Over the last year, the wider public has become increasingly interested in race relations in the United States. Much of this stems from the seemingly intractable problem of police shootings of unarmed African Americans. Still, as scholars have demonstrated over the last several decades, racism, white supremacy, and racial inequality have been endemic to American institutions, policies, and customs since the colonial period. African Americans and other racial and ethnic groups have systematically engaged with an inequitable system that white Americans explicitly and, at times, implicitly support and perpetuate. Gaps in understanding the intricacies and fluidity of race shape public perceptions of its impact across American history. While scholarship in the broad field of race relations in American history is robust, this volume will trace developments in the research, public understanding, and presentation of American race relations. Our goal is to examine the myriad ways that race continues to shape American life, policies, institutions, and customs. At the same time, this volume will also explore how racially minoritized groups have navigated, worked through, and pushed back against the white supremacist structures that shaped so much of American history.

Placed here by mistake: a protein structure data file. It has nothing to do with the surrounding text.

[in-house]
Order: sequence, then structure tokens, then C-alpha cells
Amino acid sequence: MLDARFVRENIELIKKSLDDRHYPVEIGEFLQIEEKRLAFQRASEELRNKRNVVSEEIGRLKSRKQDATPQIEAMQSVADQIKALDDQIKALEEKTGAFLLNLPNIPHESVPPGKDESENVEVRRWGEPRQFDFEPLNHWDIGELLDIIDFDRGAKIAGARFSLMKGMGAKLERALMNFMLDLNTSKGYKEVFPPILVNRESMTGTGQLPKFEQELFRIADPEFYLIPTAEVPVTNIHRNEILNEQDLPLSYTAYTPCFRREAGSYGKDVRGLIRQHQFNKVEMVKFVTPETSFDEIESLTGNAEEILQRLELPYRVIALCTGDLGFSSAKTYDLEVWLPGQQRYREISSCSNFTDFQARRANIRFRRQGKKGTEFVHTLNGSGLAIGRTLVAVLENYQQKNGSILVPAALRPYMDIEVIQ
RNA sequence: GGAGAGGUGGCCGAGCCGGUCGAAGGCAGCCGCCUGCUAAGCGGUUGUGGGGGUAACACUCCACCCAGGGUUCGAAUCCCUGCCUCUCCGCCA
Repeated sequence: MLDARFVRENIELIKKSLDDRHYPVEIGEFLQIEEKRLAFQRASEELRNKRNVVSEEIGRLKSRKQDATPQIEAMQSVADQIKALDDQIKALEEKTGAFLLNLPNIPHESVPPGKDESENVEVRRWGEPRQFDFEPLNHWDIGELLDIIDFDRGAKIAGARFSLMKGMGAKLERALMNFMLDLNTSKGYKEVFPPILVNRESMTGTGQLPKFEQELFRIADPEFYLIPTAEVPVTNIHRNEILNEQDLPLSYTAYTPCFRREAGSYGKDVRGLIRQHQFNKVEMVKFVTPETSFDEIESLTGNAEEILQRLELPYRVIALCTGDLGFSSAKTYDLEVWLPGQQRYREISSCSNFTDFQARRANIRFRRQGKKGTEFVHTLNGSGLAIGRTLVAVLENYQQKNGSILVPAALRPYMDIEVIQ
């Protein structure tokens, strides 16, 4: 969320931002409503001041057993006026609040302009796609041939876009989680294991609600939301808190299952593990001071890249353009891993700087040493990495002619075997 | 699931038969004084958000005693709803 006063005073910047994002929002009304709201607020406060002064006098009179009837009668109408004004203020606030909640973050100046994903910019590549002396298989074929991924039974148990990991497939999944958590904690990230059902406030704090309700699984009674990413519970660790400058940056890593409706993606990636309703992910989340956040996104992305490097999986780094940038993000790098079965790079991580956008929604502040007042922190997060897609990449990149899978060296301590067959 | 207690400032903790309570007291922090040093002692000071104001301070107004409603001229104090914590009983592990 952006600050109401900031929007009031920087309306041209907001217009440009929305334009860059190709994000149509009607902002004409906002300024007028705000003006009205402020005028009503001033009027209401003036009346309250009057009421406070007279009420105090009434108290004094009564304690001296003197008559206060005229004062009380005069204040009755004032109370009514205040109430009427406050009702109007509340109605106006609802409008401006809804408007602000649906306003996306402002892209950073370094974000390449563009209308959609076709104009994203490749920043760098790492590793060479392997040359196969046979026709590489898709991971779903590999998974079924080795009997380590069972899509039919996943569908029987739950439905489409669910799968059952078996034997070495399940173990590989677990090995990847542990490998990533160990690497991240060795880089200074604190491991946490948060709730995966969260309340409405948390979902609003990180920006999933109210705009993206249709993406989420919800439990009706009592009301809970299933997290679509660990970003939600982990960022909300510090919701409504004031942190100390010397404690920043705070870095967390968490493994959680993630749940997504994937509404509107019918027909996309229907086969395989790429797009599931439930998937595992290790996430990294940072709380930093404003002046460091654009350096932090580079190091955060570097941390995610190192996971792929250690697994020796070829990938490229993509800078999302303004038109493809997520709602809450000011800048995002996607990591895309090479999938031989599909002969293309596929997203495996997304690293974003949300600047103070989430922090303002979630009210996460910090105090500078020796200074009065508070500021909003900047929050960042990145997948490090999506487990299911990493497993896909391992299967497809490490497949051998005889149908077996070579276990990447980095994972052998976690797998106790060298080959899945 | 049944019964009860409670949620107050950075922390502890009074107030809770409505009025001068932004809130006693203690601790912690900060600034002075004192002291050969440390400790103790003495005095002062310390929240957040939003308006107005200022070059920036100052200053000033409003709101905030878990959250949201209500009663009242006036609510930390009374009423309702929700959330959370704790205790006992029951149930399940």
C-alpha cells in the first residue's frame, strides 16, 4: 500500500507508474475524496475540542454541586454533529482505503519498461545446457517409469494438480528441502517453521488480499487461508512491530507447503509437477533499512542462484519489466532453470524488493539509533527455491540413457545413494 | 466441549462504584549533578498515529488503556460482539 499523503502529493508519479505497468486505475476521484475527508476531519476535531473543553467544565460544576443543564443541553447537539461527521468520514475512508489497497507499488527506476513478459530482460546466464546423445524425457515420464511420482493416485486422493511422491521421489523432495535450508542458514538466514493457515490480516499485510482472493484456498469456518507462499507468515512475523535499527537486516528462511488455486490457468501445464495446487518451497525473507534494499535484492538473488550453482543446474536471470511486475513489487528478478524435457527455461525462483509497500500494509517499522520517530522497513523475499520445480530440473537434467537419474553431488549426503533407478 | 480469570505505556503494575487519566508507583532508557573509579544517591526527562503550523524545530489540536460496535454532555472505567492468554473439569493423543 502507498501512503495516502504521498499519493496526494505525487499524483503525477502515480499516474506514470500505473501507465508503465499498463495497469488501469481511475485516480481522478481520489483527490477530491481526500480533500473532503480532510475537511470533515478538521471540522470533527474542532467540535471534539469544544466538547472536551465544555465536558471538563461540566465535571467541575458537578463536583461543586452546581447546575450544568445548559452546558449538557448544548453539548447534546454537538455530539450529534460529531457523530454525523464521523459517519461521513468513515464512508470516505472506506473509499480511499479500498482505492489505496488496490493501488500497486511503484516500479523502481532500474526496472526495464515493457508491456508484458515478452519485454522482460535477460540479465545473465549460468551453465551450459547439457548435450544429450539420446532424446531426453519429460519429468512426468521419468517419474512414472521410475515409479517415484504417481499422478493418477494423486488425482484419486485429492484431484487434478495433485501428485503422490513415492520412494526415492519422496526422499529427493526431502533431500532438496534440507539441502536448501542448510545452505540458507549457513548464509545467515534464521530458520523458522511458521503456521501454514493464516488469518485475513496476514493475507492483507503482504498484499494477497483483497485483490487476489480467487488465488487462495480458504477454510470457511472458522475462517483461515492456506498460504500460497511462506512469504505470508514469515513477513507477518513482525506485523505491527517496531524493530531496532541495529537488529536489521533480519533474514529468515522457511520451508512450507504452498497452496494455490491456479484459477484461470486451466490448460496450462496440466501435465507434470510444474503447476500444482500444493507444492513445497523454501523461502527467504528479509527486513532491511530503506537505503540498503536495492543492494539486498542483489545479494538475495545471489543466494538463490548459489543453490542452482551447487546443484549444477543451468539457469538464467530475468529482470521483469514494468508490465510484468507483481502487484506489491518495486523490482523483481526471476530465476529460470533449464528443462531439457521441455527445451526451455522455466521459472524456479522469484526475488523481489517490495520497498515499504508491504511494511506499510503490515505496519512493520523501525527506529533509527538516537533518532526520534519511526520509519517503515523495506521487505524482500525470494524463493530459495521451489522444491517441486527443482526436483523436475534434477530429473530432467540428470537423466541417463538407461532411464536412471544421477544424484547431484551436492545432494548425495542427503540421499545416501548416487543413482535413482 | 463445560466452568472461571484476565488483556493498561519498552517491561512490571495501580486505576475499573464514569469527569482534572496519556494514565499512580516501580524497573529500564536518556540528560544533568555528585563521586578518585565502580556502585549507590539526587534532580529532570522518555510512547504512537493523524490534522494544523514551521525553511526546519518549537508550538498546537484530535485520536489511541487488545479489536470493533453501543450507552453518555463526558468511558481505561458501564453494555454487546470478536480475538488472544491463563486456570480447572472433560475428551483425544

We request that, prior to submitting a manuscript, interested authors initially submit a proposed title and an abstract of 400–600 words summarizing their intended contribution. Please send it to the guest editors (firstname.lastname@example.org and email@example.com) or to the Genealogy Editorial Office (firstname.lastname@example.org). Abstracts will be reviewed by the guest editors for the purposes of ensuring proper fit within the scope of the Special Issue. Full manuscripts will undergo double-blind peer review.
The editors are interested in proposals from all historic time periods, and the chronological focus is broad. Some potential areas of focus may include the following, although other submissions are welcome and encouraged:
- Explorations into the effects of race relations on interpersonal relationships, such as marriage, friendship, employer/employee;
- Research into race relations and identity;
- Examinations of the connections between politics and race relations;
- The connections between the criminal justice system and race relations;
- Investigations into immigrations, assimilation, and race relations;
- Studies tracing the impact of race relations on foreign policy;
- The presentation of the history of race relations to public audiences.
Tentative completion schedule:
- Abstract submission deadline: July 31, 2021
- Notification of abstract acceptance: August 15, 2021
- Full manuscript deadline: December 31, 2021